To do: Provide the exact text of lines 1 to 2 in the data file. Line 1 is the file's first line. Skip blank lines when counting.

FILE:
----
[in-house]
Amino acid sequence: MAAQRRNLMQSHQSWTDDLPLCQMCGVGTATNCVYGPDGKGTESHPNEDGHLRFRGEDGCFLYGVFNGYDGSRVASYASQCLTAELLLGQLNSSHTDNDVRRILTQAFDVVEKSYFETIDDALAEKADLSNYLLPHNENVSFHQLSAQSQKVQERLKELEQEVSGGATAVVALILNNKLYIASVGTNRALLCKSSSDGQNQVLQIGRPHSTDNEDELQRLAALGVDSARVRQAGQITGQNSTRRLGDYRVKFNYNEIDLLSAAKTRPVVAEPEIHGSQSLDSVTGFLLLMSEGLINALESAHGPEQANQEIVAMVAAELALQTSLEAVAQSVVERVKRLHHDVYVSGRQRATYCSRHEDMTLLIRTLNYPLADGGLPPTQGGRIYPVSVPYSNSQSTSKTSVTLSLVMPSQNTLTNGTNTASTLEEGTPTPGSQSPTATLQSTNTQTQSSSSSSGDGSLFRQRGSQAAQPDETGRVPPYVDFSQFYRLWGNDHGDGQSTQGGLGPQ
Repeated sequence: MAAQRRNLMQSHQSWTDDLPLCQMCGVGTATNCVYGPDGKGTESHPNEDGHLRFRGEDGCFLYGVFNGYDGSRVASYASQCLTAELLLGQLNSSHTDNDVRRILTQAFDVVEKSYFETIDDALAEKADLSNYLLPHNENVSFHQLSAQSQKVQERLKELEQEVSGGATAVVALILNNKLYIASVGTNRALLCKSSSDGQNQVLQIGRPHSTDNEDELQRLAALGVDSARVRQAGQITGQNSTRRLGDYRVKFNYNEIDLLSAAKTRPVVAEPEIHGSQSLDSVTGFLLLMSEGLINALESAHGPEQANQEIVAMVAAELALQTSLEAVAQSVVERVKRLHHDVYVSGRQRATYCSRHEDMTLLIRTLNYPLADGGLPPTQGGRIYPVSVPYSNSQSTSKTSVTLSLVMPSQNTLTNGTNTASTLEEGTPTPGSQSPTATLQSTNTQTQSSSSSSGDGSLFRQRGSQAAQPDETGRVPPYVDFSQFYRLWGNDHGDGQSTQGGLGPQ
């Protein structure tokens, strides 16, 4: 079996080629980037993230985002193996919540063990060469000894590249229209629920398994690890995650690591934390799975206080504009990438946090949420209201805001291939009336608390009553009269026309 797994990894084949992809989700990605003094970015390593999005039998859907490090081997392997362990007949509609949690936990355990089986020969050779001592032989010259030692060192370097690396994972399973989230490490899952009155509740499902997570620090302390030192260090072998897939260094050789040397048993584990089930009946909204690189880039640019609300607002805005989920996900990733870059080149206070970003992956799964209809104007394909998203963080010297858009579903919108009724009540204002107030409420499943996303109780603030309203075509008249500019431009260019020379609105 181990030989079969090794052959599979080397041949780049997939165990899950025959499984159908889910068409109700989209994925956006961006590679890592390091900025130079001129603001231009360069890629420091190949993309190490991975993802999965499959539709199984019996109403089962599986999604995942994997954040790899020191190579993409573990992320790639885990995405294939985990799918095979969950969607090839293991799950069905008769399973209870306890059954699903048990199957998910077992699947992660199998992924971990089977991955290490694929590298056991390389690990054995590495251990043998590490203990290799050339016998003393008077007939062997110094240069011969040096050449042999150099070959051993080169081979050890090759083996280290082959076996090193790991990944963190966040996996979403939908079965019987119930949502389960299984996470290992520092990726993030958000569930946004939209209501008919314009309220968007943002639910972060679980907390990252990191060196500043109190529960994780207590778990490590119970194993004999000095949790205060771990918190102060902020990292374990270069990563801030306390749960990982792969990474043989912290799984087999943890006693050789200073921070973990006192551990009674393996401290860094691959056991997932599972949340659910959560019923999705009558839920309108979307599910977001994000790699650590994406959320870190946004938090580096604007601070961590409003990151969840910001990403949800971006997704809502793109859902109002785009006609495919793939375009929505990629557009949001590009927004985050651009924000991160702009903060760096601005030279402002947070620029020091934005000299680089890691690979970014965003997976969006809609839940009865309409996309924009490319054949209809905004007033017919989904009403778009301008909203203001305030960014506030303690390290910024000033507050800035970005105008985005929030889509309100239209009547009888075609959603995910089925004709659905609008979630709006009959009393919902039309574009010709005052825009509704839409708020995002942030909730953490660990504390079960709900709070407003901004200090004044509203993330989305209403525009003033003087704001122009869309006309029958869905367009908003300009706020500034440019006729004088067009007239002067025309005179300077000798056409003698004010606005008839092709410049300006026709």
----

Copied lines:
[in-house]
Amino acid sequence: MAAQRRNLMQSHQSWTDDLPLCQMCGVGTATNCVYGPDGKGTESHPNEDGHLRFRGEDGCFLYGVFNGYDGSRVASYASQCLTAELLLGQLNSSHTDNDVRRILTQAFDVVEKSYFETIDDALAEKADLSNYLLPHNENVSFHQLSAQSQKVQERLKELEQEVSGGATAVVALILNNKLYIASVGTNRALLCKSSSDGQNQVLQIGRPHSTDNEDELQRLAALGVDSARVRQAGQITGQNSTRRLGDYRVKFNYNEIDLLSAAKTRPVVAEPEIHGSQSLDSVTGFLLLMSEGLINALESAHGPEQANQEIVAMVAAELALQTSLEAVAQSVVERVKRLHHDVYVSGRQRATYCSRHEDMTLLIRTLNYPLADGGLPPTQGGRIYPVSVPYSNSQSTSKTSVTLSLVMPSQNTLTNGTNTASTLEEGTPTPGSQSPTATLQSTNTQTQSSSSSSGDGSLFRQRGSQAAQPDETGRVPPYVDFSQFYRLWGNDHGDGQSTQGGLGPQ